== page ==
4 Reasons Why Your Contact Center Agents Aren't Happy
Unhappy agents are less motivated to please your customers and more likely to leave
In today’s EX-cognizant workplace, there’s no longer a need to make the case for why happy agents equals happy customers.
However, despite their best intentions, many contact centers struggle to reduce agent turnover. In fact, 75 percent of the reasons employees generally desert their posts are preventable, according to a 2017 study by Work Institute.
In a recent webinar, ‘How a Leading Company Eliminated Agent Friction, Elevated CSAT’, we discussed four reasons why your agents might be unhappy at work.
1. Agents are expected to use too many desktop applications
Companies invest a vast majority of their IT budgets on state-of-the-art UX design for customer-facing portals like their website and mobile app, while neglecting to update the user interfaces employees use on a daily basis.
Agents are often saddled with slow, training-intensive desktop interfaces and software that force them to build workarounds into routine tasks. Statistics show that the average worker spends 67 minutes per day hunting for key information and 39 minutes duplicating communications.
Couple this with the fact that agents today do way more than take calls, so their performance expectations are more complex than ever. An agent might toggle between a social listening tool to mediating multiple web chats to answering calls and back-office data entry – all while adhering to a set of KPIs.
Make sure all communications tools are integrated into one desktop, such as combining your CRM and social listening tool. Additionally, your workforce management tool should enable employees to clock in and out, schedule time off and review performance all in one place.
It should be accessible from any device – “anywhere that they have a web browser or maybe an app on their phone, or even within an application they’re already using,” Lisa Elbe, solution consultant at Verint Monet, said during the webinar.
2. There’s no schedule adherence for agents
The whole point of workforce management is forecasting incoming customer inquiries across all channels and scheduling employees accordingly. However, when there’s little to no enforcement of schedule adherence, it defeats the purpose of WFM teams spending hours combing historic data and building predictive models to determine schedules months in advance.
Elbe says that a lot of contact center supervisors are reluctant to be bullish about schedules because of the high-stress and high-turnover nature of the job. But when a supervisor condones slacking off, it erodes the morale of those who are naturally hard-working.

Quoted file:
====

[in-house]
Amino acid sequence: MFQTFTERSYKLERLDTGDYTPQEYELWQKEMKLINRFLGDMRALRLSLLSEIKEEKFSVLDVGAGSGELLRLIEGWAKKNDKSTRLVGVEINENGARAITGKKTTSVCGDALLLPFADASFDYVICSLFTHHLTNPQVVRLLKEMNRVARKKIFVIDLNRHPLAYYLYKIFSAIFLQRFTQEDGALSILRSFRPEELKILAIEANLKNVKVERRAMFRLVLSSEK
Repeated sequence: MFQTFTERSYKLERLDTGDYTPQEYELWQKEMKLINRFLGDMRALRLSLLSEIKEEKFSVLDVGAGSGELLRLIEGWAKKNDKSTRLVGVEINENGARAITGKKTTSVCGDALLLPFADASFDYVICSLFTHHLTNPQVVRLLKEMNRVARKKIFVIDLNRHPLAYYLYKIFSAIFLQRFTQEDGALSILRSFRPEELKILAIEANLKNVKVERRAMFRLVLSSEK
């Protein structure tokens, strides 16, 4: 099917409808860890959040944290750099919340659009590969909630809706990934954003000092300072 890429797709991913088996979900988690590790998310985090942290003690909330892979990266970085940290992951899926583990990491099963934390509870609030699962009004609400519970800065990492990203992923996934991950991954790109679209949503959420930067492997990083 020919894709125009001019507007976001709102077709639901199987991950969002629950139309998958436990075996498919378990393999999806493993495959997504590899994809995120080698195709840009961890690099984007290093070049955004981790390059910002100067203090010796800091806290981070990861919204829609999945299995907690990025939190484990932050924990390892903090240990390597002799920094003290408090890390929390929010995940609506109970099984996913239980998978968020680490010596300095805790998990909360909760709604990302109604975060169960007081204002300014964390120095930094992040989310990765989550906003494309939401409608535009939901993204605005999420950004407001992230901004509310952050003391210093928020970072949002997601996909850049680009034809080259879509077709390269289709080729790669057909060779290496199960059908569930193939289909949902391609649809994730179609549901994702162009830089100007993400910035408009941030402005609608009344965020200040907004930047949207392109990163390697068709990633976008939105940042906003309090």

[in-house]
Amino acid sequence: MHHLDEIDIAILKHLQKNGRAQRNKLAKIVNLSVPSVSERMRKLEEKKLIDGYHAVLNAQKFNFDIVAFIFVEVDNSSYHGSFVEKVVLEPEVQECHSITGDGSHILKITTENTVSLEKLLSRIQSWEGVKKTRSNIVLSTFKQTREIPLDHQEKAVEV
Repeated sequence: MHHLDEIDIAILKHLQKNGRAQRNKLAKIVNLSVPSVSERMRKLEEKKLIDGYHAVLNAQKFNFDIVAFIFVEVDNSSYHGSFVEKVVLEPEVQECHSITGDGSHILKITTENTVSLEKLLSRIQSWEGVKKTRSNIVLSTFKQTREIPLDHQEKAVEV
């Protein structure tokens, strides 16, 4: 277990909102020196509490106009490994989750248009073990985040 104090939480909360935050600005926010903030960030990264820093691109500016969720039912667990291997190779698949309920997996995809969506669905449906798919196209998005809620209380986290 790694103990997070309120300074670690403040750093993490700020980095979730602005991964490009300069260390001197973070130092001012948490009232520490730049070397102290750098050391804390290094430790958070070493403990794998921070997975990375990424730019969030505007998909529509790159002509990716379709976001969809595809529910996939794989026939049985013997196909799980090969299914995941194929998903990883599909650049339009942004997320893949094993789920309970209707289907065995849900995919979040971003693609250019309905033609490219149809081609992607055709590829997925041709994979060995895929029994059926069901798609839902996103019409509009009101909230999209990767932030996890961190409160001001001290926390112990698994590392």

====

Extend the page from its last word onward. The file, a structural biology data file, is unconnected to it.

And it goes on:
“I started my contact center career as an agent and honestly, nothing was more demoralizing to me than sitting in a cubicle taking call after call, and I look over and I see my teammates...and they’re reading a magazine or something like that while waiting for call volume to go down,” recalls Elbe.
A WFM tool sends managers alerts when agents spend significant amounts of time in a not-ready state. It can automatically send the agent a status alert while also alerting their manager.
Always make it easy for your agents to see and follow a schedule. Program reminders for agents that their lunch break or afternoon team huddle is approaching, or send them status alerts on their performance. This type of automation allows agents to adhere to a schedule while staying focused on the customer and working across multiple channels.
Automated alerts also bring the right things to a manager’s attention that would otherwise go unnoticed, such as a longer-than-average speed to answer or sudden slump in CSAT.
3. A poor customer experience increases stress for agents
When a restaurant kitchen botches an order, the waiter bears the blow. Your contact center agents face a similar burden. If your business provides an overall poor customer experience, your agents are the ones to reckon with angry customers who waited on hold for too long or were forced to call numerous times to resolve an issue.
High abandon rates and long handle times are signs that agents don’t have the resources they need to satisfy customers. They will eventually tire of working a job that’s high-stress and low-satisfaction.
“Agents burn out from taking one call after another and then having to spend the first 30 seconds of every single call apologizing for long hold times,” says Elbe. “And when the customer comes on the line, they’re already unhappy.”
Take your contact center metrics seriously, not just in terms of agent performance but as indicators of what might be a broken customer journey. Blaming agents for customers who are unsatisfied with, say, a faulty product or overly strict return policy doesn’t solve the problem.
4. Agents aren’t empowered to do their best
Every business has vastly different ideas about agent empowerment. For instance, a company like Zappos places no limits on call handle time, instead urging its CS reps to spend as much time on the phone as necessary to make the customer happy.
Others offer flexible schedules to empower agents to achieve work/life balance, such as 4x10 (10-hour shifts, four days per week), remote work or shift selections based on performance. Without proper workforce management, it’s hard for companies to offer flexible schedules while maintaining required service levels.
What’s more, flexible scheduling means more variables at play, meaning that workforce managers need access to intraday management as well. Intraday management responds to staff shortages in real-time by redeploying agents in proportion to call volume.
It also automatically tracks and displays performance statistics throughout the day, thereby enabling a more data-rich way of tracking staff performance and training.